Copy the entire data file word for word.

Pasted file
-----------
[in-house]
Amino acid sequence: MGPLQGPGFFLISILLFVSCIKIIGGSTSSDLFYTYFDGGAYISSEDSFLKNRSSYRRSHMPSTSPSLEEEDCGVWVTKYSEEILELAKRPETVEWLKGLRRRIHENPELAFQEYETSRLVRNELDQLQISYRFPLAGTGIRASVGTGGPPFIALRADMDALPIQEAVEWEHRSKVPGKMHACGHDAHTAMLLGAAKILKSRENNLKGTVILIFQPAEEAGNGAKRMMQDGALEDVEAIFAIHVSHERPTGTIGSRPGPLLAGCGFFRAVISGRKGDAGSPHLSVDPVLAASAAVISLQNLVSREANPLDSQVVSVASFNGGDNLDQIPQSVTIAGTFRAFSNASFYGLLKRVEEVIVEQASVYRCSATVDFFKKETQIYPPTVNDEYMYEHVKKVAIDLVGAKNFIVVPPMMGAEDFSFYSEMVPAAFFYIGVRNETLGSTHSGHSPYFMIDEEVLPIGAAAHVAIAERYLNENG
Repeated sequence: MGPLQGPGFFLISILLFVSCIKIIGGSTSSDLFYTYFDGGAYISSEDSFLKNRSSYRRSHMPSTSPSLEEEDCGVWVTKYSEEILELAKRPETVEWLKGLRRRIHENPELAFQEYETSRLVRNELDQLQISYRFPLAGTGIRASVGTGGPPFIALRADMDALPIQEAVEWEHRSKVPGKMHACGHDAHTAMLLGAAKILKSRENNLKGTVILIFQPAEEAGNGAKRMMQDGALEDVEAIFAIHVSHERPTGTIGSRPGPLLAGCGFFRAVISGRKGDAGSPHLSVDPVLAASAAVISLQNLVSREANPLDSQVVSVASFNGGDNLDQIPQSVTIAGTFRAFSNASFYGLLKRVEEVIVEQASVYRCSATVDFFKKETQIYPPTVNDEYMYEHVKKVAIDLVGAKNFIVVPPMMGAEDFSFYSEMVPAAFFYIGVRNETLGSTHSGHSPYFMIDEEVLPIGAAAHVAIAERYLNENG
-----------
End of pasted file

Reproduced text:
[in-house]
Amino acid sequence: MGPLQGPGFFLISILLFVSCIKIIGGSTSSDLFYTYFDGGAYISSEDSFLKNRSSYRRSHMPSTSPSLEEEDCGVWVTKYSEEILELAKRPETVEWLKGLRRRIHENPELAFQEYETSRLVRNELDQLQISYRFPLAGTGIRASVGTGGPPFIALRADMDALPIQEAVEWEHRSKVPGKMHACGHDAHTAMLLGAAKILKSRENNLKGTVILIFQPAEEAGNGAKRMMQDGALEDVEAIFAIHVSHERPTGTIGSRPGPLLAGCGFFRAVISGRKGDAGSPHLSVDPVLAASAAVISLQNLVSREANPLDSQVVSVASFNGGDNLDQIPQSVTIAGTFRAFSNASFYGLLKRVEEVIVEQASVYRCSATVDFFKKETQIYPPTVNDEYMYEHVKKVAIDLVGAKNFIVVPPMMGAEDFSFYSEMVPAAFFYIGVRNETLGSTHSGHSPYFMIDEEVLPIGAAAHVAIAERYLNENG
Repeated sequence: MGPLQGPGFFLISILLFVSCIKIIGGSTSSDLFYTYFDGGAYISSEDSFLKNRSSYRRSHMPSTSPSLEEEDCGVWVTKYSEEILELAKRPETVEWLKGLRRRIHENPELAFQEYETSRLVRNELDQLQISYRFPLAGTGIRASVGTGGPPFIALRADMDALPIQEAVEWEHRSKVPGKMHACGHDAHTAMLLGAAKILKSRENNLKGTVILIFQPAEEAGNGAKRMMQDGALEDVEAIFAIHVSHERPTGTIGSRPGPLLAGCGFFRAVISGRKGDAGSPHLSVDPVLAASAAVISLQNLVSREANPLDSQVVSVASFNGGDNLDQIPQSVTIAGTFRAFSNASFYGLLKRVEEVIVEQASVYRCSATVDFFKKETQIYPPTVNDEYMYEHVKKVAIDLVGAKNFIVVPPMMGAEDFSFYSEMVPAAFFYIGVRNETLGSTHSGHSPYFMIDEEVLPIGAAAHVAIAERYLNENG